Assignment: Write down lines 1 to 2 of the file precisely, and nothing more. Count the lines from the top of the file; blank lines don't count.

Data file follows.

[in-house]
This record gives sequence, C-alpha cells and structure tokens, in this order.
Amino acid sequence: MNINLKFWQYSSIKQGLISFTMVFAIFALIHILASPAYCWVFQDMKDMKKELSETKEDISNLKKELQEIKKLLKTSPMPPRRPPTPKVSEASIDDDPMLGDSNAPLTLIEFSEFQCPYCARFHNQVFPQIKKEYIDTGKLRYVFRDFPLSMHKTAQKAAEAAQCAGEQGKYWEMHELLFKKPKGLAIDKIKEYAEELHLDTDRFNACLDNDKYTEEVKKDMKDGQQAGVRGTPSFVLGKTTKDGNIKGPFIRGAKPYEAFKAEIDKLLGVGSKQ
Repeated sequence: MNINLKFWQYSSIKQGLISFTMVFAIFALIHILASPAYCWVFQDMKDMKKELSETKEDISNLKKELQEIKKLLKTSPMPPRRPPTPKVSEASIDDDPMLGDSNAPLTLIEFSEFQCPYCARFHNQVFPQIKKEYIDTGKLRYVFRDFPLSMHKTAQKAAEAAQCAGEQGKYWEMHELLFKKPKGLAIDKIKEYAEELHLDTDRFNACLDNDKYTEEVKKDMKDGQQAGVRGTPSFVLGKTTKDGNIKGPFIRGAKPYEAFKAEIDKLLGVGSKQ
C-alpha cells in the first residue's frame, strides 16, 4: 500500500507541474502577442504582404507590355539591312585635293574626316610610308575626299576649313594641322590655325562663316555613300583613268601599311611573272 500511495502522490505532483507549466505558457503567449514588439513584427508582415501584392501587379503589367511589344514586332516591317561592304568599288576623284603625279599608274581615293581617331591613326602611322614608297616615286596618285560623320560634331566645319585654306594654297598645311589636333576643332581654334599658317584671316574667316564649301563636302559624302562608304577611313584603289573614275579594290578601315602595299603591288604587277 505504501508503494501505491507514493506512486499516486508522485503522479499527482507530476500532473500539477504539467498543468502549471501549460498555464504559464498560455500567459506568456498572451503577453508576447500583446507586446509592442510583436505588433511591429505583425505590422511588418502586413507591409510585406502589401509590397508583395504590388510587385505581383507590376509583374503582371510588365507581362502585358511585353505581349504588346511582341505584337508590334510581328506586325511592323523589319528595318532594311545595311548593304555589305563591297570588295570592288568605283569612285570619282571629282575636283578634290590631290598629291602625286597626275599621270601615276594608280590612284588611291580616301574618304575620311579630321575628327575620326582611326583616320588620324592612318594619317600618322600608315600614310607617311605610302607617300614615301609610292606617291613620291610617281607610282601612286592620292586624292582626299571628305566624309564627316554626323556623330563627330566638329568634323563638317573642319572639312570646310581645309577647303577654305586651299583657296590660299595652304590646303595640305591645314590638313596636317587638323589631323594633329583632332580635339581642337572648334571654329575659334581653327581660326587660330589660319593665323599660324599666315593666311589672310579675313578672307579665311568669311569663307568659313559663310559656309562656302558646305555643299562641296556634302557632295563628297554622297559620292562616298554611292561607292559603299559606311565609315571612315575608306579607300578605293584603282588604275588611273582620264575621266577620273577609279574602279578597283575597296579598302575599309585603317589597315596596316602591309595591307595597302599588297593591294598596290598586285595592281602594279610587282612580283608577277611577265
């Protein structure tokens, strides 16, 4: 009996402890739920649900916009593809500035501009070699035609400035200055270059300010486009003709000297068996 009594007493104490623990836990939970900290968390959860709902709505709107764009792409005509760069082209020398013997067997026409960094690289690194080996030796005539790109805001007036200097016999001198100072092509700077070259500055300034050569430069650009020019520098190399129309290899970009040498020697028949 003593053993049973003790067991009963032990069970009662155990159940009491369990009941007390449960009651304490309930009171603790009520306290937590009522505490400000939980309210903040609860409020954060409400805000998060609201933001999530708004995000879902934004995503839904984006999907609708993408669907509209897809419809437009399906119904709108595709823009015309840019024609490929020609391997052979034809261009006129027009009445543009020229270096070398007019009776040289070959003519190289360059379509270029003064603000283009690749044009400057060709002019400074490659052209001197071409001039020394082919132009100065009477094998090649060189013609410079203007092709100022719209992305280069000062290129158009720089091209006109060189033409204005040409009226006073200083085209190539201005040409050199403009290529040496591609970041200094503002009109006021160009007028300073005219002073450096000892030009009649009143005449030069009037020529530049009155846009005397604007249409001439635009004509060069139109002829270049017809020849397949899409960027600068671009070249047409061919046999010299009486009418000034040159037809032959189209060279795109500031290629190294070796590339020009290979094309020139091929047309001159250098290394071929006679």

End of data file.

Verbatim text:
[in-house]
This record gives sequence, C-alpha cells and structure tokens, in this order.